Occupational and community exposures to toxic metals: lead, cadmium, mercury and arsenic.
West J Med 1982 Dec; 137(6):531-539
Environmental exposures to lead (7439921), cadmium (7440439), arsenic (7440382), and mercury (7439976) are reviewed. Toxic metals are ubiquitous environmental contaminants in the industrial society. Absorption of these metals is now common rather than exceptional among residents of the US. Adult exposures are most serious in the workplace. Children are exposed environmentally from multiple sources. Occupational exposure to lead can occur in hundreds of industries. Lead based paint is the major source of high dose lead for children. Airborne lead from automotive and industrial emissions is generally a low dose but prevalent form of exposure. Lead toxicity is evident principally in red blood cells and precursors, nervous system, and kidneys. Symptoms of toxicity are not very specific and diagnosis depends on finding lead in the blood at an elevated concentration. Cadmium is a more common occupational hazard than an environmental contaminant but community exposures are possible. Acute toxicity is usually experienced in the gastrointestinal system. The principal chronic toxic effect is on the kidney. Cadmium has a long biologic half life in humans. Elevated urine cadmium values are indicative of renal damage. Inorganic mercury is almost entirely an industrial toxin. Organic compounds of mercury are used in agriculture and have environmental and occupational impacts. Mercury compounds reacting with sulfhydryl groups inhibit a variety of enzymes. Chronic occupational exposure to mercury produces a recognizable syndrome with neurological symptoms. Human exposure to arsenic may be occupational or environmental. Acute arsenic poisoning is usually associated with ingestion and is centered in the gastrointestinal tract. Chronic arsenic poisoning is associated with skin, nervous system, liver, and other body systems as well as occurrence of cancer. The biological half life of arsenic is brief in humans. Recent data from the National Health and Nutrition Evaluation Survey indicate disturbing lead concentrations in urban dwellers. The author concludes that industrial workers are the subset of the US population with the heaviest body burdens of toxic metals.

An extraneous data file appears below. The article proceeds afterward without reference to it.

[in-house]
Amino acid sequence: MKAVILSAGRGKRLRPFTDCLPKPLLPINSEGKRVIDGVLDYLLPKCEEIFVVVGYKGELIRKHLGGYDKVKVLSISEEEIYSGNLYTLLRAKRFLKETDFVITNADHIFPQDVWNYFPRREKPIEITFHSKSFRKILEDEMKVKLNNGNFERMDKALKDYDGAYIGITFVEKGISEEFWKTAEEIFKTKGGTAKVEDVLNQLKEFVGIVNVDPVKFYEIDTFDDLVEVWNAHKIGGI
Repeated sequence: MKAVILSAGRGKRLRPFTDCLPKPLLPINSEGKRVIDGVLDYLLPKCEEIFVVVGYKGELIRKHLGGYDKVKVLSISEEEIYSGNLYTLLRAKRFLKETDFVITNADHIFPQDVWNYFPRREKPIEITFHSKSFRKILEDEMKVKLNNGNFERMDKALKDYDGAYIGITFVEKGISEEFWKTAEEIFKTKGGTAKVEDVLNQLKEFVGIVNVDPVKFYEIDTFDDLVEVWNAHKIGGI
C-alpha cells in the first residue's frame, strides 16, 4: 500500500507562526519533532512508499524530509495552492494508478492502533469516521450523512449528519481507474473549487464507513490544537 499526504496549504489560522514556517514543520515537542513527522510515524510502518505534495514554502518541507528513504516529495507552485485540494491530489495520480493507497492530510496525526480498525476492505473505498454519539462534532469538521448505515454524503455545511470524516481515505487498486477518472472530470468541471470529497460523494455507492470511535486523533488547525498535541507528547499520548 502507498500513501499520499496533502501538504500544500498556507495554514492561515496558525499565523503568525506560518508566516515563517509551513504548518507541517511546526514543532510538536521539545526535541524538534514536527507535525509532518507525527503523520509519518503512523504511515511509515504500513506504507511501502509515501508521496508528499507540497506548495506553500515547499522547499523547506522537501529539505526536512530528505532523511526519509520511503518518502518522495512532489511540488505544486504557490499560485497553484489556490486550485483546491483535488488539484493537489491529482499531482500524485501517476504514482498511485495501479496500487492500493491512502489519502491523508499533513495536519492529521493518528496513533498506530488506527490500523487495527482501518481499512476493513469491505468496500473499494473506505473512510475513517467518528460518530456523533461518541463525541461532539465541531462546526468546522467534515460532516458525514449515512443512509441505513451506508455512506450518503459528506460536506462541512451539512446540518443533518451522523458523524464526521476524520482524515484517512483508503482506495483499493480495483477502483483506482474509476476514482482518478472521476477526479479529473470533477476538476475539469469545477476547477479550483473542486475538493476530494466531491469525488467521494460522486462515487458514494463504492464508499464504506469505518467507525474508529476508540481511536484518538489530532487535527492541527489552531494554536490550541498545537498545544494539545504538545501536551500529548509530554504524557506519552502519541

Occupational-exposure; Environmental-exposure; Lead-compounds; Cadmium-compounds; Mercury-compounds; Arsenic-compounds; Acute-toxicity; Biological-effects; Physiological-response; Toxic-effects
7439-92-1; 7440-43-9; 7440-38-2; 7439-97-6
Western Journal of Medicine